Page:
Jablonski, Marek (Michael)



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(iii) Schools.


(a) Tsukushi-goto.

(b) The Yatsuhashi-ryū.

(c) Koto music in Ryūkyū.

(d) The Ikuta-ryū.

(e) The Yamada-ryū.

Japan, §II, 4(iii): Instruments and instrumental genres, Koto., ii) Schools.

(a) Tsukushi-goto.


During the last decades of the 16th century tsukushi-goto (named after a province in north-western Kyūshū) was created by a Buddhist priest, Kenjun (?1534–?1623), who established a new tradition, partly by selecting and arranging existing music and partly by composing new songs with koto accompaniment. Solo koto music of aristocratic origin had been played in northern Kyūshū since the end of the Heian period, and the growing political insecurity in Kyoto during the Kamakura (1192–1333) and Muromachi (1338–1573) periods led to increased cultural intercourse between the capital and south-western Honshū and northern Kyūshū, which were relatively safe. A popular pastime of the nobility during these periods was the improvisation of imayō (‘contemporary songs’). Such ‘noble imayō’ (distinct from ‘common imayō’; popular religious songs sung by the common people) often used the melody Etenraku as a vehicle for their poetry. Then, as now, Etenraku was one of the most popular compositions of gagaku. Such etenraku-imayō are the prototypes of the song cycles with koto accompaniment (kumiuta) of tsukushi-goto. Fuki, the oldest and most influential kumiuta, has been shown to be a direct descendant of such poetic improvisation on a section of the music of Etenraku. Besides aristocratic traditions, zokkyoku (‘popular music’) is said to be another source from which Kenjun drew. Its influence, however, was considerably less, and in the new arrangements the original character was lost. A third influence on tsukushi-goto, that of Chinese qin music, is often mentioned; so far, however, research has not established any relationship between them.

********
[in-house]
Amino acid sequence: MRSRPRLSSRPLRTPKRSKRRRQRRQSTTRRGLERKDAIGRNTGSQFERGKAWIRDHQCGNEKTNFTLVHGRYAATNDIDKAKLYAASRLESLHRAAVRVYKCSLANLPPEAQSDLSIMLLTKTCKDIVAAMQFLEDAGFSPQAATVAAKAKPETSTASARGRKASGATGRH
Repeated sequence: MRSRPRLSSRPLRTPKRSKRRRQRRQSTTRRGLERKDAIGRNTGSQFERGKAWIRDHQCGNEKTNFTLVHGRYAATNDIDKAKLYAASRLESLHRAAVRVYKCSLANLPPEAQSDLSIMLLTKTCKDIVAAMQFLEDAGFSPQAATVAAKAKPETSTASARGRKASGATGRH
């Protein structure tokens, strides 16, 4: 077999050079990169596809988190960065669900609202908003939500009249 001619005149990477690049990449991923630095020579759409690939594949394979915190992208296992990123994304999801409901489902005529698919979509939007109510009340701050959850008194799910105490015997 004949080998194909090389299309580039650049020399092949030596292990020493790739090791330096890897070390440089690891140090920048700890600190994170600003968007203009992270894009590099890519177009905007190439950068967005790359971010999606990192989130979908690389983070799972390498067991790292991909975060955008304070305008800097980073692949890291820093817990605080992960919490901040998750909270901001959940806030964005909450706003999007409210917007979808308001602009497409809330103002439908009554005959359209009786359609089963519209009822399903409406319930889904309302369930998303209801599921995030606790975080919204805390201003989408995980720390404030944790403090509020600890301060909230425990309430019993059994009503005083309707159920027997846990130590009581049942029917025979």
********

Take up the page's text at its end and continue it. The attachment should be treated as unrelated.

The most important part of the tsukushi-goto repertory consists of ten kumiuta by Kenjun. Normally the texts of these cycles were taken from old sources of high literary quality. It is typical of kumiuta that the poems of the individual songs (uta) were not related to one another. The musical structure of each uta tends to be strictly quadratic: eight phrases, each containing four bars in duple metre, already found in tsukushi-goto, later became standard in zokusō kumiuta.

Throughout the Edo period tsukushi-goto remained primarily the privilege of Buddhist priests and Confucian scholars, who respectfully preserved the aristocratic, ceremonial character of the music as originally established by Kenjun. Especially after the time of Genjo (d 1649), the second head of the school, restrictions were severe. Blind men – the professional musicians – and women were banned from instruction. Stylistic development within the school was minimal, and this, combined with the general aloofness of tsukushi-goto, caused stagnation. A serious decline began in the late 19th century with the rapid modernization of Japan. Today the school is almost extinct, and it is no longer possible to acquire sufficiently reliable information for scholarly research because the scores are incomplete and no performers of professional standard are still alive.

Japan, §II, 4(iii): Instruments and instrumental genres, Koto., ii) Schools.



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